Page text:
The car didn’t feel right on the drive home. It was more unmaneuverable than ever. I took it back, they agreed that something was wrong and realigned it, and I drove off again. But it still didn’t feel right. The action of the steering wheel wasn’t smooth; it had a hitch in it. Stopped at a light on Woodhaven Boulevard (the main road through Queens out to Rockaway), I turned the steering wheel to the right, then I turned it to the left and returned it to center. When the light changed and I pressed on the gas, the car wouldn’t go anywhere. I got out and looked: the right front wheel was aimed straight ahead, but the left was pointed sideways at a sixty-degree angle. No wonder it wouldn’t go anywhere.

I didn’t have a cell phone, thank God, or I would have been tempted to sit in the car while I called Triple A. I put the flashers on and crossed over to the sidewalk, where there was a pay phone. While I was on hold with AAA, a car came racing up the road to zip through the green light, and smacked into the back of my car. Not far behind it was a tow truck licensed by AAA. I settled with the guy who had hit me. I think he gave me sixty dollars, and wanted something in writing to the effect that I wouldn’t pursue him or contact his insurance company. I didn’t give it to him, but he needn’t have worried. I was fuming about the garage that had sent me off on the road in a dangerous vehicle.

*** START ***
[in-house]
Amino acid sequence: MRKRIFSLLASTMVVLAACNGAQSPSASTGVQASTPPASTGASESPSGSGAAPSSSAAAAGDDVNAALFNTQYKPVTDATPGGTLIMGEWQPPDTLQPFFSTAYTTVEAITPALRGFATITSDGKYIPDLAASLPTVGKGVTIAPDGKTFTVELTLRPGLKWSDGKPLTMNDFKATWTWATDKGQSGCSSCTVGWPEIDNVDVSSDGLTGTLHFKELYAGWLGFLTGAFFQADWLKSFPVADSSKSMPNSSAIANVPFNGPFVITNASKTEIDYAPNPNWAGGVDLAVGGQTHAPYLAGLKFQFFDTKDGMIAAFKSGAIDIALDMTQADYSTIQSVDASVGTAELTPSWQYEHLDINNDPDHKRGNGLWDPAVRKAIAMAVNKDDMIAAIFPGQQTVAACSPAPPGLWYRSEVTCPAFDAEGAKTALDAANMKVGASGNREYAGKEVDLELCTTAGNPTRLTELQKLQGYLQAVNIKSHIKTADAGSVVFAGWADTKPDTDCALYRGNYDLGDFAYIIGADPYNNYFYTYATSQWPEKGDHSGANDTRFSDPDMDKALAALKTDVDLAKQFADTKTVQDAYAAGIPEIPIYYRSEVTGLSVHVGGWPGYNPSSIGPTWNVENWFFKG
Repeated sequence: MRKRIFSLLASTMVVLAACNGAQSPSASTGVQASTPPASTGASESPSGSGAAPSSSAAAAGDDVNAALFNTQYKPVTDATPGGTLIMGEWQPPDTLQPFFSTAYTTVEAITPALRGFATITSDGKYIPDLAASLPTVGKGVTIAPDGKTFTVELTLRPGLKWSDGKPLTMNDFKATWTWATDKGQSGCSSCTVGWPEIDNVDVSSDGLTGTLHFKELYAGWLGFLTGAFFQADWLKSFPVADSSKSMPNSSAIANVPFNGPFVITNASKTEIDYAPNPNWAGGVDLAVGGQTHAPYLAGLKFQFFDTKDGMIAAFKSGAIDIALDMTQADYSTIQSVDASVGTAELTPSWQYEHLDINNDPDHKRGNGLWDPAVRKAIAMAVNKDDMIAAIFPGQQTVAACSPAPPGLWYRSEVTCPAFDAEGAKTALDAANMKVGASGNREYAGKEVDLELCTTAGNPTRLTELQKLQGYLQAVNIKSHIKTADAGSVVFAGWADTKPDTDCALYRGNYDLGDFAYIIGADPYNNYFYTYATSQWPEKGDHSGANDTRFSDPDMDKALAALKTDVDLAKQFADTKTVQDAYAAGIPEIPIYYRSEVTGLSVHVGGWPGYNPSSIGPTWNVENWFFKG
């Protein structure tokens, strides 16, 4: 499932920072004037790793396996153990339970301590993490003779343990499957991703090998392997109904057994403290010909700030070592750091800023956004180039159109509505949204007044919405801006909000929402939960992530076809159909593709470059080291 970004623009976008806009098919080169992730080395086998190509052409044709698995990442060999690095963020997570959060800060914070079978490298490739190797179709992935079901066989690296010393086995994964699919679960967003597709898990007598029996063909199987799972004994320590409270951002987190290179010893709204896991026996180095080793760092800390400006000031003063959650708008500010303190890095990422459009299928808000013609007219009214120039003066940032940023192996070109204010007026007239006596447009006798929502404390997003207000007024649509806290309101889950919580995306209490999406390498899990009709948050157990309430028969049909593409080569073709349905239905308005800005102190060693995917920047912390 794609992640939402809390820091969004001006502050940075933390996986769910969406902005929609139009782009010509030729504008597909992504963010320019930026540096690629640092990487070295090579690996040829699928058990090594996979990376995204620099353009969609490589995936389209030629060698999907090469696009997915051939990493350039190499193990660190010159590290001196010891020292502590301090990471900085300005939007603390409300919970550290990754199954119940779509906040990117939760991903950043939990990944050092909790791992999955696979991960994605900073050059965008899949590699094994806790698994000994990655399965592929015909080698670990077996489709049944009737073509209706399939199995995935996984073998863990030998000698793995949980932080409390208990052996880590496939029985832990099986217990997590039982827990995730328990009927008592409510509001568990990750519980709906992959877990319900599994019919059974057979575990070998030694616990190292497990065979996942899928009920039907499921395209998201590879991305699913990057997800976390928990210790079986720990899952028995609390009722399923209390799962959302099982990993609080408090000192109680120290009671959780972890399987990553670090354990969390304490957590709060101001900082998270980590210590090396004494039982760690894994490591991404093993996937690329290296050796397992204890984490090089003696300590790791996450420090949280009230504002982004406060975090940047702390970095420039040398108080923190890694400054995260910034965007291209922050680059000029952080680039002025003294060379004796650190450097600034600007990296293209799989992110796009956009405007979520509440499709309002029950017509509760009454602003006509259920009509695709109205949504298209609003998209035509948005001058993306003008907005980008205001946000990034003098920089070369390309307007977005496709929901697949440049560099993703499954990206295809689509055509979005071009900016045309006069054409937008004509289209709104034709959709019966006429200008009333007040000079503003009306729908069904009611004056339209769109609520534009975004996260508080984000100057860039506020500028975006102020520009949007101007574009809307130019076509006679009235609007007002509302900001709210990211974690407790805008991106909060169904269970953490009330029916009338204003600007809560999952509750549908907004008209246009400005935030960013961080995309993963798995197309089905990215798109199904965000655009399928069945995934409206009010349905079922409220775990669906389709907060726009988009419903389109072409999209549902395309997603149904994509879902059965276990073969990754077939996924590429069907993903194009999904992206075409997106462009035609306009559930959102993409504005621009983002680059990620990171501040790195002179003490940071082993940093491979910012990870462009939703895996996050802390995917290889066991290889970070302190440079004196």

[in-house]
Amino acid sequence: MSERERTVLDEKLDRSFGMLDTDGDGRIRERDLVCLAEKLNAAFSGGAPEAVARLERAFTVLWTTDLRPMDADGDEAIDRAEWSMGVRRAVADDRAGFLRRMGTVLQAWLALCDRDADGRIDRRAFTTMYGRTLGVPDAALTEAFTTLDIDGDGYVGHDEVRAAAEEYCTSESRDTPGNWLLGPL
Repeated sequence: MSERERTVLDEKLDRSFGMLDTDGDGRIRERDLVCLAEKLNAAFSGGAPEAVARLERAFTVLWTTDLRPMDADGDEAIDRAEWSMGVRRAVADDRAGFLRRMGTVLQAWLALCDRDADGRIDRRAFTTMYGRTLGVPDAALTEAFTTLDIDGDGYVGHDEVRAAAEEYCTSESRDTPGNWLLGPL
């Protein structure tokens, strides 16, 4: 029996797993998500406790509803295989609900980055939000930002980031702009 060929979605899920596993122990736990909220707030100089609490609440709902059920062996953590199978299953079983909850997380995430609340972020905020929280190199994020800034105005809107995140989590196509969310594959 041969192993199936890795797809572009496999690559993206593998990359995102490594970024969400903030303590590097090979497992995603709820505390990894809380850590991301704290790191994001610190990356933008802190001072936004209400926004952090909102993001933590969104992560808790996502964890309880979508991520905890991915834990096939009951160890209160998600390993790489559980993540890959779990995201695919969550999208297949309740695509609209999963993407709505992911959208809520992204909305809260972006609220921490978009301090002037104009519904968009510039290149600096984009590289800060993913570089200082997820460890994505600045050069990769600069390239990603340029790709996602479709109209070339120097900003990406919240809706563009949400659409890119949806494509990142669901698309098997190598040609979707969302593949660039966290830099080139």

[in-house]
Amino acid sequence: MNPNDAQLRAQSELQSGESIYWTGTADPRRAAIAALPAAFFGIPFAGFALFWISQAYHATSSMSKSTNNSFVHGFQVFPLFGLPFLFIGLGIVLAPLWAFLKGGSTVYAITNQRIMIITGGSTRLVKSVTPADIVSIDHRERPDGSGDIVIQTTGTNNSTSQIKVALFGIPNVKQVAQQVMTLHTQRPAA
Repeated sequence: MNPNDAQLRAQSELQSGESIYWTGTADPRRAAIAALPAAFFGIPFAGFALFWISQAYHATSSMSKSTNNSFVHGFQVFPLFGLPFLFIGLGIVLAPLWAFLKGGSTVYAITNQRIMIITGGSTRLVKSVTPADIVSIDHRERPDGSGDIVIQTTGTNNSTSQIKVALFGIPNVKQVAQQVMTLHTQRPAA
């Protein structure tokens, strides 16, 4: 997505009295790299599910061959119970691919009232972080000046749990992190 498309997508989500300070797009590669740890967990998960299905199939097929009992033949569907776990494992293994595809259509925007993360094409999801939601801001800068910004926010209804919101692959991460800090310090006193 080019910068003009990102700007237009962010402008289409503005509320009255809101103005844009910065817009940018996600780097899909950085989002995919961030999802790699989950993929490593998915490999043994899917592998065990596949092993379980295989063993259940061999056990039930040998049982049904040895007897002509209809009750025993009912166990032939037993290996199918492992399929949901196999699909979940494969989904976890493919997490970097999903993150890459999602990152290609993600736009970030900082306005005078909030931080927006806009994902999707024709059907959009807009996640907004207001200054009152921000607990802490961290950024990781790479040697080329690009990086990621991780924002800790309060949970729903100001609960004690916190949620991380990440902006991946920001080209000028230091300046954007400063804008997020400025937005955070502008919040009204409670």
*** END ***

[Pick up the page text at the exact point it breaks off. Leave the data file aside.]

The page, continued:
I had the car towed back to Rockaway and they fixed it again—told me it was defective parts—and they were mad at me, because they’d had to replace additional parts at their own expense. Then I was in a bit of a bind, because, on the one hand, who wants to patronize people who have done this to you? And, on the other hand, if it was an accident, or at least not a deliberate attempt on my life (don’t mechanics take some kind of Hippocratic oath?), they would have to be really, really good to me. I continued to drive the car, though I did put in a call to “Car Talk,” to ask Click and Clack if I should get rid of it; “Car Talk” did not call back, leaving me to draw the obvious conclusion. Meanwhile, I got a new mechanic. This was not long after 9/11, and it had occurred to me that the Muslim mechanics might be part of a terrorist cell dedicated to killing off capitalist car owners, one infidel at a time.

But back to the flat tire. The one time I had been parked in, all I had been able to think of to do by way of reprisal was to spit on the offending car’s windshield. I had had calluses on my hands by the time I got out of that spot. (Did I mention that the Escort did not have power steering?) After all I’d been through with this car—it frequently refused to start in rainy or cold weather, and I knew it was just something about the connections, but I always got ripped off for a new battery or a new starter—that flat tire almost sent me over the edge.

By the time AAA came and put on the doughnut and I limped out to Rockaway, I’d resigned myself to the price of a retread. We went on for a while longer like that, the Escort and I. Most of the time, I left it parked out at the beach, on a street with no parking restrictions—basically, I would drive it over the edge of the asphalt into a ditch. It gave one more ka-chunk in the autumn of 2003, and this time the mechanic advised me against repairing it. The back end was so rusty that if I stopped short one day the whole car might break in half. I put it back in the ditch and found a charity to donate it to, and was sitting in it a week or so later, having salvaged my evil-eye worry beads from the rearview mirror, when the tow truck came to take it away. It was a huge relief to know I wasn’t going to die in that car.

I have never parked anyone in again.